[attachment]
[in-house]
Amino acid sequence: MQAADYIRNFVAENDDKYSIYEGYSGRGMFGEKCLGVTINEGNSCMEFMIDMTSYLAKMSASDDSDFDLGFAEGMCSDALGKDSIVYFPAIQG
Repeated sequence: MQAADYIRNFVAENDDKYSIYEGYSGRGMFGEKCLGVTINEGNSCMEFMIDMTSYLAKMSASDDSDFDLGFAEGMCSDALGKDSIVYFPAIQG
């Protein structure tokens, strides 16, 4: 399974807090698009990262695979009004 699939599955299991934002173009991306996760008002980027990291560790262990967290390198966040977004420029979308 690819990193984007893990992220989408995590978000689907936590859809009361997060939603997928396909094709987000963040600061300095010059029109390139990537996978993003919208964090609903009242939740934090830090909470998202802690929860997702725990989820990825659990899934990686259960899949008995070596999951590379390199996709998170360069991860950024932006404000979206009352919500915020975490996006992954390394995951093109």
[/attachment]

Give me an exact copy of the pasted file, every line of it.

[in-house]
Amino acid sequence: MQAADYIRNFVAENDDKYSIYEGYSGRGMFGEKCLGVTINEGNSCMEFMIDMTSYLAKMSASDDSDFDLGFAEGMCSDALGKDSIVYFPAIQG
Repeated sequence: MQAADYIRNFVAENDDKYSIYEGYSGRGMFGEKCLGVTINEGNSCMEFMIDMTSYLAKMSASDDSDFDLGFAEGMCSDALGKDSIVYFPAIQG
């Protein structure tokens, strides 16, 4: 399974807090698009990262695979009004 699939599955299991934002173009991306996760008002980027990291560790262990967290390198966040977004420029979308 690819990193984007893990992220989408995590978000689907936590859809009361997060939603997928396909094709987000963040600061300095010059029109390139990537996978993003919208964090609903009242939740934090830090909470998202802690929860997702725990989820990825659990899934990686259960899949008995070596999951590379390199996709998170360069991860950024932006404000979206009352919500915020975490996006992954390394995951093109």